New Zealand’s cities could soon join a host of metropolises worldwide in changing laws to relax building restrictions, with the aim of increasing density and making neighbourhoods more walkable.
The country’s lawmakers are currently considering a bill that would allow buildings of up to three storeys – sizeable in a country known for its suburban sprawl – to be easily constructed beyond city centres. It would also allow for councils to abolish minimum car-parking requirements, which currently dictate that buildings must include off-street parking, even if they are in walkable or transit-rich neighbourhoods.
Both laws are similar to those recently passed in Minneapolis and Buffalo. In 2019, Minneapolis became the first large city in the US to end single-family zoning: a rule that prohibited the construction of apartments and duplexes in many urban neighbourhoods. And in 2017, Buffalo was the first major US metropolis to bid farewell to minimum parking requirements.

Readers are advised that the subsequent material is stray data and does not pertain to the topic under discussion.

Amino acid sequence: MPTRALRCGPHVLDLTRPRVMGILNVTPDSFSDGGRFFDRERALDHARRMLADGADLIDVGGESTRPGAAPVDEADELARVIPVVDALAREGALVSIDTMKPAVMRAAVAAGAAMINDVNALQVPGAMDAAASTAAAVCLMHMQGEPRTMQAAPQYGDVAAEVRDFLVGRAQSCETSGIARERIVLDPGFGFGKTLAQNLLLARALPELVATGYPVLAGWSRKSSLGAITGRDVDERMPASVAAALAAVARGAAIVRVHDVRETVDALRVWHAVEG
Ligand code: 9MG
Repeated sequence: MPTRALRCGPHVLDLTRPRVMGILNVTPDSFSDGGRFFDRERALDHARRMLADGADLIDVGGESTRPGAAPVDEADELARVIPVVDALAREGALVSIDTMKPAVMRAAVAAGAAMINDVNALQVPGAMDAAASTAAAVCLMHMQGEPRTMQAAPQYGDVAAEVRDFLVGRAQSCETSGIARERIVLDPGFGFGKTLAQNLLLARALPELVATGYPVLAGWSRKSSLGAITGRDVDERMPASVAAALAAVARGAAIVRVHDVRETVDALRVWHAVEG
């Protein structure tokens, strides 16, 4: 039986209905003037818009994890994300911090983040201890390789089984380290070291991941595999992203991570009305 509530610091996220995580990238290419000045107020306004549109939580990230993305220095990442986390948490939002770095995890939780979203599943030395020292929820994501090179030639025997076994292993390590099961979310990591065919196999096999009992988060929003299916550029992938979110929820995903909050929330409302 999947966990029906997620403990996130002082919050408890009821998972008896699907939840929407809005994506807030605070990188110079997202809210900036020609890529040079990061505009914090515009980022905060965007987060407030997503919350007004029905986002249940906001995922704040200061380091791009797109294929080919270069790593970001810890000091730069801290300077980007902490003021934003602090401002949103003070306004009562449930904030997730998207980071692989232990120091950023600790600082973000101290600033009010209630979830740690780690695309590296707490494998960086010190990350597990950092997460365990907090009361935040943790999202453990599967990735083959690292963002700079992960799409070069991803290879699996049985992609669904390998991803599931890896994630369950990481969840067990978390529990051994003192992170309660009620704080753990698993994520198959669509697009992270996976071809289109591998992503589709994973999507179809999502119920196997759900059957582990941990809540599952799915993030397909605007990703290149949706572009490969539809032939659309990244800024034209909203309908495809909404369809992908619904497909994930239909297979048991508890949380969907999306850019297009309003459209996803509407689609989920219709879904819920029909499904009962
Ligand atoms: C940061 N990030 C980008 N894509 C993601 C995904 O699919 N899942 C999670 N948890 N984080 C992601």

Such moves are generally good for cities; they create more walkable neighbourhoods and engender diverse housing stock, thereby introducing a range of different price points for renters and buyers. That said, they do present some challenges.
Relaxing laws could lead to the excessive demolition of established housing stock – the sort that defines neighbourhoods – in favour of cheaper (and uglier) mass housing. It could also mean the demolition of mature trees to make way for bigger buildings with larger footprints, leading to barren neighbourhoods that are hotter and less appealing to walk in than their leafy counterparts.
As such, it’s important that cities and government officials – whether in New Zealand, the US or elsewhere – don’t take their eyes off the ultimate goal: creating vibrant neighbourhoods where many people want to live, work and play. Relaxing planning-permission rules while finding ways to protect what is ultimately good about these neighbourhoods – mature trees and characterful homes – would be a great place to start.